Thursday, July 26, 2012

The crisis: becoming informed

                          
Source: google.cz via Pinterest
I like to think of myself as fairly intelligent.  When it comes to finance, though, I rarely feel smart.

When my husband starts to talk about iron condors, straddles, and strangles, my brain shuts down.  I listen, look intently, and try to follow his explanation, but somewhere among the puts, calls, and expiration dates, I get lost.  It seems like my brain just physically cannot follow his logic.

So I knew I had a huge task at hand.  I wanted to write a book about the recession, and this recession is all about economics.  How could I learn enough about it to accurately convey its meaning to my readers?

I started with Andrew Ross Sorkin's Too Big To Fail: The Inside Story of how Wall Street and Washington Fought to Save the Financial System-- and Themselves.  This book was daunting at first; I gawked when the librarian handed it to me, the weight of it falling dead in my hands.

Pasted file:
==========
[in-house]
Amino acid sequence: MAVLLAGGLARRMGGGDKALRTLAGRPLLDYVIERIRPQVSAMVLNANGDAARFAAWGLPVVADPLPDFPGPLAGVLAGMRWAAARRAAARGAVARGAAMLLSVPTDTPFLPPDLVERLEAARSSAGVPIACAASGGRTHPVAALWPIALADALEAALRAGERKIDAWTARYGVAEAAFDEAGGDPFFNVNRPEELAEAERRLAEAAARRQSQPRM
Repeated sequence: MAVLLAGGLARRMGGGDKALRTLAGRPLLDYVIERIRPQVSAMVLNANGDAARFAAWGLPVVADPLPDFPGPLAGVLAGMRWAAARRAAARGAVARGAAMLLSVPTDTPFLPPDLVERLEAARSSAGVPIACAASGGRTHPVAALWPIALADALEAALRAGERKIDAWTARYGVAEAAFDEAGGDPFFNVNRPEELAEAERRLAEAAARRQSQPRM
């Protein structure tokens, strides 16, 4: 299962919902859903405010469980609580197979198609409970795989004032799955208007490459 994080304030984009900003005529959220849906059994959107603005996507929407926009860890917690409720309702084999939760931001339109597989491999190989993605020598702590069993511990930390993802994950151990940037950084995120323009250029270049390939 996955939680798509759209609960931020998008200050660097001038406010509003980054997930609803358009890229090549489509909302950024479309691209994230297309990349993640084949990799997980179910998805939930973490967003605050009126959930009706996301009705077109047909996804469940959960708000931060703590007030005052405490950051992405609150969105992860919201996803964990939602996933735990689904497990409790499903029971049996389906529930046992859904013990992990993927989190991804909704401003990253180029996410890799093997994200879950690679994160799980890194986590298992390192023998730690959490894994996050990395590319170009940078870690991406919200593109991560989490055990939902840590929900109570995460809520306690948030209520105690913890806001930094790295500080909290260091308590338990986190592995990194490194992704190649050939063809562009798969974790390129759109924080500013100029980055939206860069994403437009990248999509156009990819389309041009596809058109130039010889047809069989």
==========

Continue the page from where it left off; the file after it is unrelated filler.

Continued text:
A woman behind me in line at checkout cooed.  "That looks miserable!  Are you going to read that whole book?"

At that moment, I was sure.  "Yes," I replied.  "I'm going to read every page."  I eyed the page count: 624 pages.  This would require discipline, for sure.

But Sorkin writes his book like a novel, with well developed characters that are fun to know.  I read the book in five days, and it left me thirsting for me.  It was a very good place to start, indeed.

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